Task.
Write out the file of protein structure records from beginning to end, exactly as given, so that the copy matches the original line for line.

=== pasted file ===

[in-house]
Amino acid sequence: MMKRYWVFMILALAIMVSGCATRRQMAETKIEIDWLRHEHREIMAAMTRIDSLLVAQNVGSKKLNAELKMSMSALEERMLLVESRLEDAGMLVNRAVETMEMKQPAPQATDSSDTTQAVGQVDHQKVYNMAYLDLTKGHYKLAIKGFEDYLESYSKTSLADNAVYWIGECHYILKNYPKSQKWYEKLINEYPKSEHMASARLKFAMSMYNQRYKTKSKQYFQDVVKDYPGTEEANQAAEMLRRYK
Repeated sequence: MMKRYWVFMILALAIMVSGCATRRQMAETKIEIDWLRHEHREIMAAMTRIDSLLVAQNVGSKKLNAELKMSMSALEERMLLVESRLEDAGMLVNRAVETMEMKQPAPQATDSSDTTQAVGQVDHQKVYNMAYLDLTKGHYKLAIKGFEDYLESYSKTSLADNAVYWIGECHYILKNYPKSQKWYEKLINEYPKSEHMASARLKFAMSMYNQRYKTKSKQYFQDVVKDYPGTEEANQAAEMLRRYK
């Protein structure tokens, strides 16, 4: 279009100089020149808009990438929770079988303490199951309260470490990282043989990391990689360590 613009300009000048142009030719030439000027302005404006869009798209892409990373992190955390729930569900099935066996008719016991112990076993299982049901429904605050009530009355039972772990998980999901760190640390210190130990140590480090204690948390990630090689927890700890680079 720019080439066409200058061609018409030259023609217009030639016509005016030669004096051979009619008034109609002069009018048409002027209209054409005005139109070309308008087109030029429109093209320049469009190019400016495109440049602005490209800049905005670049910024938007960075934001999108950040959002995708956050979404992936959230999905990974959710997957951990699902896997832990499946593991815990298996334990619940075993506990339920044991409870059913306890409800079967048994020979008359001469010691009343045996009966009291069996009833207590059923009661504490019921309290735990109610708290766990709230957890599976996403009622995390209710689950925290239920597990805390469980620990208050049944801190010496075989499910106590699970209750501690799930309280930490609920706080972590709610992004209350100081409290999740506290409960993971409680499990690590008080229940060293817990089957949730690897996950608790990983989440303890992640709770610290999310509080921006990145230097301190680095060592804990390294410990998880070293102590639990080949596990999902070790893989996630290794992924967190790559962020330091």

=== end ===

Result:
[in-house]
Amino acid sequence: MMKRYWVFMILALAIMVSGCATRRQMAETKIEIDWLRHEHREIMAAMTRIDSLLVAQNVGSKKLNAELKMSMSALEERMLLVESRLEDAGMLVNRAVETMEMKQPAPQATDSSDTTQAVGQVDHQKVYNMAYLDLTKGHYKLAIKGFEDYLESYSKTSLADNAVYWIGECHYILKNYPKSQKWYEKLINEYPKSEHMASARLKFAMSMYNQRYKTKSKQYFQDVVKDYPGTEEANQAAEMLRRYK
Repeated sequence: MMKRYWVFMILALAIMVSGCATRRQMAETKIEIDWLRHEHREIMAAMTRIDSLLVAQNVGSKKLNAELKMSMSALEERMLLVESRLEDAGMLVNRAVETMEMKQPAPQATDSSDTTQAVGQVDHQKVYNMAYLDLTKGHYKLAIKGFEDYLESYSKTSLADNAVYWIGECHYILKNYPKSQKWYEKLINEYPKSEHMASARLKFAMSMYNQRYKTKSKQYFQDVVKDYPGTEEANQAAEMLRRYK
């Protein structure tokens, strides 16, 4: 279009100089020149808009990438929770079988303490199951309260470490990282043989990391990689360590 613009300009000048142009030719030439000027302005404006869009798209892409990373992190955390729930569900099935066996008719016991112990076993299982049901429904605050009530009355039972772990998980999901760190640390210190130990140590480090204690948390990630090689927890700890680079 720019080439066409200058061609018409030259023609217009030639016509005016030669004096051979009619008034109609002069009018048409002027209209054409005005139109070309308008087109030029429109093209320049469009190019400016495109440049602005490209800049905005670049910024938007960075934001999108950040959002995708956050979404992936959230999905990974959710997957951990699902896997832990499946593991815990298996334990619940075993506990339920044991409870059913306890409800079967048994020979008359001469010691009343045996009966009291069996009833207590059923009661504490019921309290735990109610708290766990709230957890599976996403009622995390209710689950925290239920597990805390469980620990208050049944801190010496075989499910106590699970209750501690799930309280930490609920706080972590709610992004209350100081409290999740506290409960993971409680499990690590008080229940060293817990089957949730690897996950608790990983989440303890992640709770610290999310509080921006990145230097301190680095060592804990390294410990998880070293102590639990080949596990999902070790893989996630290794992924967190790559962020330091």